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Constantine the Great: The Man and His Times
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Constantine the Great: The Man and His Times

3.44  ·  Rating details ·  131 Ratings  ·  16 Reviews
Constantine the Great delves into the reasons why the reign of this Roman emperor (306-37) marked an historical epoch, albeit one charged with irony. Founding his capital at Constantinople, he revitalized the Eastern half of the empire, enabling it to flourish as the Byzantine Empire for another 1000 years. Yet this shift of power would prove fatal to the Western empire &a ...more
Hardcover, 279 pages
Published April 1994 by Charles Scribner's Sons (NY et al.) (first published 1993)
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Erik Graff
Oct 25, 2013 rated it really liked it
Recommends it for: late antiquity, early Xianity fans
Recommended to Erik by: no one
Shelves: biography
This is one of Michael Grant's better books. One of his poorer books is another biography, that of Herod the Great. The reason for the difference may be that while there are relatively few sources for Herod, there are relatively many for Constantine, allowing Grant a broader canvas and more materials to reconstruct the character of the man and his times.

There is also some humor--a major virtue in an historian--in this book, more than I've been accustomed to from Grant's popular histories. Of cou
David Elkin
Aug 30, 2012 rated it liked it
Just started Aug 30. Grant's style is very readable and this is basically a book that covers not only the man but deals well with Church History in the 300's. Grant states in the beginning that original sources are either all positive (some even overt flattery) by Christian authors or down right condemning (Pagan authors). I have enjoyed Grant's books over the years. Good for the casual fan.

The book is more "general" and an overview that I thought it would be. It certainly is an introduction to
D.K. Brantley
Apr 09, 2016 rated it it was ok
As the two stars indicate, "it was okay."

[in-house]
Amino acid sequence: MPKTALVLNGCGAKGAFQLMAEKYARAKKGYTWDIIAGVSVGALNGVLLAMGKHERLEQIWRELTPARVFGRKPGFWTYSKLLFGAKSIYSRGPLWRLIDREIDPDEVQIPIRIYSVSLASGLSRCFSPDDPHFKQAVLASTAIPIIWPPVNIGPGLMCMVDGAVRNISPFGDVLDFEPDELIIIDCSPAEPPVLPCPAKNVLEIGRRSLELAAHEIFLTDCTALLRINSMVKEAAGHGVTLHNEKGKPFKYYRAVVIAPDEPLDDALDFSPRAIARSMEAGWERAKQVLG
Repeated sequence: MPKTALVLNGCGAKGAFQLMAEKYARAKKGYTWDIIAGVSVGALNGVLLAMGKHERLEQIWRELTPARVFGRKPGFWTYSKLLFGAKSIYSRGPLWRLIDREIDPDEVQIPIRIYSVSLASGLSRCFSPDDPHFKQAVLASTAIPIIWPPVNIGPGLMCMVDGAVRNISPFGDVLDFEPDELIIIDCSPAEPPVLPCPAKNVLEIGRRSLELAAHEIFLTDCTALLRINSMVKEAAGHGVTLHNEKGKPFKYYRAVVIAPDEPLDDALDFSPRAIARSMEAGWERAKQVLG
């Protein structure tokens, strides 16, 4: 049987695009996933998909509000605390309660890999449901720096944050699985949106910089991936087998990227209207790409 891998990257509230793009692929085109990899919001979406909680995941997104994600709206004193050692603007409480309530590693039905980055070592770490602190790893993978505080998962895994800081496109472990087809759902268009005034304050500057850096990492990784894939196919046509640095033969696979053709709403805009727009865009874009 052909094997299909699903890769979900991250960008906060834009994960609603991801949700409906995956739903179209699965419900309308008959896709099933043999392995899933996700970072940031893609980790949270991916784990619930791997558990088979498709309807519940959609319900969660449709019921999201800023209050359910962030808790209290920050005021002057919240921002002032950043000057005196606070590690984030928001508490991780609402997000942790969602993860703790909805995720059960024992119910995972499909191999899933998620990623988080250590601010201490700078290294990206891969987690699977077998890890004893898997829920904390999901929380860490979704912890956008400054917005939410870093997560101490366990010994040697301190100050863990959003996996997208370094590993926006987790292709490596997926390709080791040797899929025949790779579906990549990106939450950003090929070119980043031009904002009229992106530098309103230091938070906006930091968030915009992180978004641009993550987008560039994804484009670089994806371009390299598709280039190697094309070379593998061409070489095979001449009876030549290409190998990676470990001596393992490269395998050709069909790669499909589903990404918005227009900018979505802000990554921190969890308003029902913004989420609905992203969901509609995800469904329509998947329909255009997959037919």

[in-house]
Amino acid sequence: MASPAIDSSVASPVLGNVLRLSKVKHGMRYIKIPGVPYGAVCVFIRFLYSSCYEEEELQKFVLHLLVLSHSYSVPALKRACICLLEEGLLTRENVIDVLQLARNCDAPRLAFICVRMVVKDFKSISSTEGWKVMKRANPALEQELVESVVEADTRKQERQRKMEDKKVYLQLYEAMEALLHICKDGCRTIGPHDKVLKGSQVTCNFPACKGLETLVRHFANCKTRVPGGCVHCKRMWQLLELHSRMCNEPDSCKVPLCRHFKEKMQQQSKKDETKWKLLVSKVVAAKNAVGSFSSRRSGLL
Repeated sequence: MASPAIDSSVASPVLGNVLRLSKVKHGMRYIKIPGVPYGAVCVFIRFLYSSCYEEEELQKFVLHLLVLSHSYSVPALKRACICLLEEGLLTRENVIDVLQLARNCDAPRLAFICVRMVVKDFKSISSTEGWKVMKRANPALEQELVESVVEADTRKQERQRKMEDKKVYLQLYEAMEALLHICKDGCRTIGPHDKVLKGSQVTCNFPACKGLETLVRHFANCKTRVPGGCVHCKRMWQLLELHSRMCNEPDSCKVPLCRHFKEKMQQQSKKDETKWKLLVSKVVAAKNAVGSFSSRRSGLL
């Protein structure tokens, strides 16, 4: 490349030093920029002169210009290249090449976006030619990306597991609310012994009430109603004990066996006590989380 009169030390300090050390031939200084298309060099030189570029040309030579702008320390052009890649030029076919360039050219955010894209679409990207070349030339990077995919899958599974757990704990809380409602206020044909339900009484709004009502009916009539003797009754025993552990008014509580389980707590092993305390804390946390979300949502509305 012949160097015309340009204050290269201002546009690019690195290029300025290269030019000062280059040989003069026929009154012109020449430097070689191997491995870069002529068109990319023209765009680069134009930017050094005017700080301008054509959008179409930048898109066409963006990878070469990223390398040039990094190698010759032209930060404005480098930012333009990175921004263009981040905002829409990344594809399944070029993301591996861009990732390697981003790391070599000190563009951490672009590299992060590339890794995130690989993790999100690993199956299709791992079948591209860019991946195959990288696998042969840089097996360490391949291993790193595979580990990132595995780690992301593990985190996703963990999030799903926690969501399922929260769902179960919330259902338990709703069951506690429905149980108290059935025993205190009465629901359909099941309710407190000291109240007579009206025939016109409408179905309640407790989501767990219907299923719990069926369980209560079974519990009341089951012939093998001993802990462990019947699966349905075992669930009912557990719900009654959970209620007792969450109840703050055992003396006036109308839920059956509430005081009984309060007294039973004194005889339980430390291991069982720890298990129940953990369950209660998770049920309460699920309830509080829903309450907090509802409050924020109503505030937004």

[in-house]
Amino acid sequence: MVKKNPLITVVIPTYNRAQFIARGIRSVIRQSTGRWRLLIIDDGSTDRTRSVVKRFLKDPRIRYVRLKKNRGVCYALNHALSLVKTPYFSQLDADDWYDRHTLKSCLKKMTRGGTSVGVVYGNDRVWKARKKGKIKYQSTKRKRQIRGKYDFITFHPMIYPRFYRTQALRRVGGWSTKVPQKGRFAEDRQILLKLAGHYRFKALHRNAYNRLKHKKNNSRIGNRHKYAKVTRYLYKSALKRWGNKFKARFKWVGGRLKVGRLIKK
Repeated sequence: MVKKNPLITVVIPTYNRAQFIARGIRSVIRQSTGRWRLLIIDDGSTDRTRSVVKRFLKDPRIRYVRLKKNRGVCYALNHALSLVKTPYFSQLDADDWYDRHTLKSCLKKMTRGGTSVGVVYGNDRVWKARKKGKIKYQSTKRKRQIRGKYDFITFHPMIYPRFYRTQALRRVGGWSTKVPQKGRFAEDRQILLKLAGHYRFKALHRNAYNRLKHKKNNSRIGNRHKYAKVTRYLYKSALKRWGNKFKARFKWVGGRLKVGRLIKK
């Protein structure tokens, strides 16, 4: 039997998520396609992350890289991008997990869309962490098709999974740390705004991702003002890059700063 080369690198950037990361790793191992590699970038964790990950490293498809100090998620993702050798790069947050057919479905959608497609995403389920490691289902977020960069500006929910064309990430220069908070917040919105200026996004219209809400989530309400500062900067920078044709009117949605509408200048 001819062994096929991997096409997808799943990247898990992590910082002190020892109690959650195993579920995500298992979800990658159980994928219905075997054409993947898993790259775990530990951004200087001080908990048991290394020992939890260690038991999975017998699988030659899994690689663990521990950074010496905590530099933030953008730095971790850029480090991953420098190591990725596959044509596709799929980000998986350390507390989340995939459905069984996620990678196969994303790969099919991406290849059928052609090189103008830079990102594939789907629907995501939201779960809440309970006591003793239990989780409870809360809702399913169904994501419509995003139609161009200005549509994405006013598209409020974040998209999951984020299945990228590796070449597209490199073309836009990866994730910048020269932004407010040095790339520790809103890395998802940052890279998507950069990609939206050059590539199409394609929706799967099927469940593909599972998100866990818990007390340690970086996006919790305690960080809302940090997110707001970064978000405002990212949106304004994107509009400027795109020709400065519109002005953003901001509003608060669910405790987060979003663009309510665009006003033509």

Ginger Heskett
I registered a book at!
Apr 11, 2015 rated it really liked it
Shelves: history, roman-empire
Constantine the Great. What can I say that already isn't in the title. I have a passionate love for learning about the Roman Empire. Nothing make me sadder than reading about the barbarian incursions on the Empire's northern frontier while the threat in the East continues to grow against Constantinople. A tragedy every time I read about the civil wars after the retirement of Diocletian leading to the sole rule of Constantine. In his greatest hours he sowed the seeds of the destruction of the Wes ...more
Jun 02, 2016 rated it it was ok  ·  review of another edition
Recommended to Rebecca by: Glenda
There is no reason for it to take me so long to read a book that only had 225 pages of actual text, but it was

I don't know why that was. Grant is know as a good writer and an excellent historian, and he certainly had an interesting subject, but I guess everyone's going to be off their game at some time or another. I struggled to even finish it. For the first hundred pages, every ten pages I kept thinking I was going to give up and put it down, because the writing was choppy and
Michael Vincent
I read this over a period of many years, but overall it gave some interesting history and background to an important person in history. I mostly appreciated the chapters on Constantine and the Christian God and Church, the story of his conversion, and found interesting how many churches he (and his mother Helena) built.
Dec 13, 2016 rated it liked it  ·  review of another edition
This took a long time since I read it only when charging my nook. A bit dry in parts, but that's history. Grant focused more on the battles and victories, and not so much on the expansion of Christianity.
Dec 27, 2013 rated it did not like it  ·  review of another edition
Shelves: abandoned
Very dry from the very beginning with an opening chapter on sources. Who starts a biography of a roman emperor who most readers will know very little about already with a chapter on that? The writing style is dry and turgid.
Oct 11, 2011 rated it it was ok
Shelves: history-politics
Kindling-dry history of the emperor that transformed Rome and ensured it's survival by transferring the capital east.
A solid general biography. 3rd/4th Centuries are not my favorite period and this book makes me no more excited about it.
Sep 25, 2008 rated it it was ok
I really tried to get into this book, but finally gave up halfway through.
Douglas Wilson
Jan 27, 2009 rated it liked it
Shelves: biography
Reynold Levocz
Jul 28, 2014 rated it really liked it
As a student of History, I enjoyed this book's detail of an age that changed the world forever
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Dec 29, 2013
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Michael Grant was an English classisist, numismatist, and author of numerous popular books on ancient history. His 1956 translation of Tacitus’s Annals of Imperial Rome remains a standard of the work. He once described himself as "one of the very few freelances in the field of ancient history: a rare phenomenon". As a popularizer, his hallmarks were his prolific output and his unwillingness to ove ...more
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